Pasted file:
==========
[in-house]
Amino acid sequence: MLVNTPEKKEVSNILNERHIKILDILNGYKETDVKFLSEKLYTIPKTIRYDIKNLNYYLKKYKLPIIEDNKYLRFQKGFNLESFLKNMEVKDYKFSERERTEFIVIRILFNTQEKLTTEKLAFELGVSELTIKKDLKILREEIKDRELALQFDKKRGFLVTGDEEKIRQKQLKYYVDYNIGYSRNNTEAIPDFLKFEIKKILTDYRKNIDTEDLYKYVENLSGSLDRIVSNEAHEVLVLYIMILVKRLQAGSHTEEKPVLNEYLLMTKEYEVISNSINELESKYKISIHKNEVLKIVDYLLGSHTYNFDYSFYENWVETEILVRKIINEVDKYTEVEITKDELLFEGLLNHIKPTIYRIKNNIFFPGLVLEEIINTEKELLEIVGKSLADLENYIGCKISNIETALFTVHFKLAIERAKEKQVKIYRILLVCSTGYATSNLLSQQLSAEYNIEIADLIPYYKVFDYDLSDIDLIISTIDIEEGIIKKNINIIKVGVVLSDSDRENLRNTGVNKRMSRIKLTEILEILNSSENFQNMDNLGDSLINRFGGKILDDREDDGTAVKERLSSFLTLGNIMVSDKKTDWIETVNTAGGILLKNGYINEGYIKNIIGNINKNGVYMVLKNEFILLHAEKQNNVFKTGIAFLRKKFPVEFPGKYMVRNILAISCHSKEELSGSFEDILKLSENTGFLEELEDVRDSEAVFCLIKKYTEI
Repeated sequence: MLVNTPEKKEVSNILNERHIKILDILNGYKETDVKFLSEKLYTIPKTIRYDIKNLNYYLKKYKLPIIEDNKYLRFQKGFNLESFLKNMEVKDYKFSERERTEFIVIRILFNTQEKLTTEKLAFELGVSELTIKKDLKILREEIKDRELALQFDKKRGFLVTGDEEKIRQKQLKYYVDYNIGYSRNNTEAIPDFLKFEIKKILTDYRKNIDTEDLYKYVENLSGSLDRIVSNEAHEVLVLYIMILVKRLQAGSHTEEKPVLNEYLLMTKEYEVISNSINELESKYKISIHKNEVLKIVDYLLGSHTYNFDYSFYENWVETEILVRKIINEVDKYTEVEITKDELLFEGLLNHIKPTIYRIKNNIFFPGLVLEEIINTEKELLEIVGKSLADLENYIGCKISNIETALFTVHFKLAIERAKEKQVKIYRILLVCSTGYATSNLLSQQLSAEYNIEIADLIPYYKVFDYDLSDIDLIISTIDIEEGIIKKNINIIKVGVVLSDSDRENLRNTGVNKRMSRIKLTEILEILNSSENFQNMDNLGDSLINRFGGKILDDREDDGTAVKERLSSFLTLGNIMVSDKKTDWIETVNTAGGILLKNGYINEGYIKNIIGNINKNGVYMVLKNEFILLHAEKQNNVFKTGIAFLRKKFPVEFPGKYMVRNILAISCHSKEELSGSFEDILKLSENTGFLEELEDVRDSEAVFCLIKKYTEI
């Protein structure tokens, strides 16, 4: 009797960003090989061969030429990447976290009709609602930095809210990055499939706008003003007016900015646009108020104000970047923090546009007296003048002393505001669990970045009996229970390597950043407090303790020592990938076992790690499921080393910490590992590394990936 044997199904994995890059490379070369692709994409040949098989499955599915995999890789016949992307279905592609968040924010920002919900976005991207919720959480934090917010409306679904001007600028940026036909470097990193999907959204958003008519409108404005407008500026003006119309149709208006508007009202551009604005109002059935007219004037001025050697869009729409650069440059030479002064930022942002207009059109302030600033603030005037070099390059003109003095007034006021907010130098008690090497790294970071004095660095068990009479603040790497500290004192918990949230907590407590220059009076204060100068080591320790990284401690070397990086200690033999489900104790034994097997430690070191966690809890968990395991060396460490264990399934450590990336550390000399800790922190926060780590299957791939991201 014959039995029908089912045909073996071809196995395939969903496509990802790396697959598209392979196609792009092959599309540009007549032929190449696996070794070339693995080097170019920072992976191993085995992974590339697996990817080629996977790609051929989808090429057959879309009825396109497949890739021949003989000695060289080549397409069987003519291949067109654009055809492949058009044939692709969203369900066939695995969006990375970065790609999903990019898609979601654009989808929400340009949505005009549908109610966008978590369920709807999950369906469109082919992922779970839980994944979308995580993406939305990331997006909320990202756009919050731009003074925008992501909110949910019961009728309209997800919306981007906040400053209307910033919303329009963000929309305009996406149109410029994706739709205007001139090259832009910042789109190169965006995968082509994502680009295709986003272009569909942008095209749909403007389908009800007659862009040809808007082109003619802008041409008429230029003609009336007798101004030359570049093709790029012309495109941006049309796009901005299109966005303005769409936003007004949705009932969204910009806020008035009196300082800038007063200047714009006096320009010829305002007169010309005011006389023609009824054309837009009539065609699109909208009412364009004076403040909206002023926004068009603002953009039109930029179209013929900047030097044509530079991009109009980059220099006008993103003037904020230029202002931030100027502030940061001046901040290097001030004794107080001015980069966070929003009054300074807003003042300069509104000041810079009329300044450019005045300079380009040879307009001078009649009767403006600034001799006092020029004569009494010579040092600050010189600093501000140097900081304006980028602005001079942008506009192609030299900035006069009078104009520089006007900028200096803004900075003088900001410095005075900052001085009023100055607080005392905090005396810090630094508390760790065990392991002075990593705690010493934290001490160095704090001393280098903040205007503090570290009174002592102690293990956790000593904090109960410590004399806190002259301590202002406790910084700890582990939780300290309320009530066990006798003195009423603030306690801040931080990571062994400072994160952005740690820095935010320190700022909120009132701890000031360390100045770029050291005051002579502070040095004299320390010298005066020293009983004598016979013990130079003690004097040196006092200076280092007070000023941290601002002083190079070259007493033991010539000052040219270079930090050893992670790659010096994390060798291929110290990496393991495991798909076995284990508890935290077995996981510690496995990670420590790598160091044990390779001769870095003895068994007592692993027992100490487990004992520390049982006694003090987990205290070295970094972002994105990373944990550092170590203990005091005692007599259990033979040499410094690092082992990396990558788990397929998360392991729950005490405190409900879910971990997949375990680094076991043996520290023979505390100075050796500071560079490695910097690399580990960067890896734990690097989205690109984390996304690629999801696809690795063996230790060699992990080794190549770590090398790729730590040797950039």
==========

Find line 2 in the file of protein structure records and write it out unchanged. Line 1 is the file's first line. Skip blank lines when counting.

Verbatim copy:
Amino acid sequence: MLVNTPEKKEVSNILNERHIKILDILNGYKETDVKFLSEKLYTIPKTIRYDIKNLNYYLKKYKLPIIEDNKYLRFQKGFNLESFLKNMEVKDYKFSERERTEFIVIRILFNTQEKLTTEKLAFELGVSELTIKKDLKILREEIKDRELALQFDKKRGFLVTGDEEKIRQKQLKYYVDYNIGYSRNNTEAIPDFLKFEIKKILTDYRKNIDTEDLYKYVENLSGSLDRIVSNEAHEVLVLYIMILVKRLQAGSHTEEKPVLNEYLLMTKEYEVISNSINELESKYKISIHKNEVLKIVDYLLGSHTYNFDYSFYENWVETEILVRKIINEVDKYTEVEITKDELLFEGLLNHIKPTIYRIKNNIFFPGLVLEEIINTEKELLEIVGKSLADLENYIGCKISNIETALFTVHFKLAIERAKEKQVKIYRILLVCSTGYATSNLLSQQLSAEYNIEIADLIPYYKVFDYDLSDIDLIISTIDIEEGIIKKNINIIKVGVVLSDSDRENLRNTGVNKRMSRIKLTEILEILNSSENFQNMDNLGDSLINRFGGKILDDREDDGTAVKERLSSFLTLGNIMVSDKKTDWIETVNTAGGILLKNGYINEGYIKNIIGNINKNGVYMVLKNEFILLHAEKQNNVFKTGIAFLRKKFPVEFPGKYMVRNILAISCHSKEELSGSFEDILKLSENTGFLEELEDVRDSEAVFCLIKKYTEI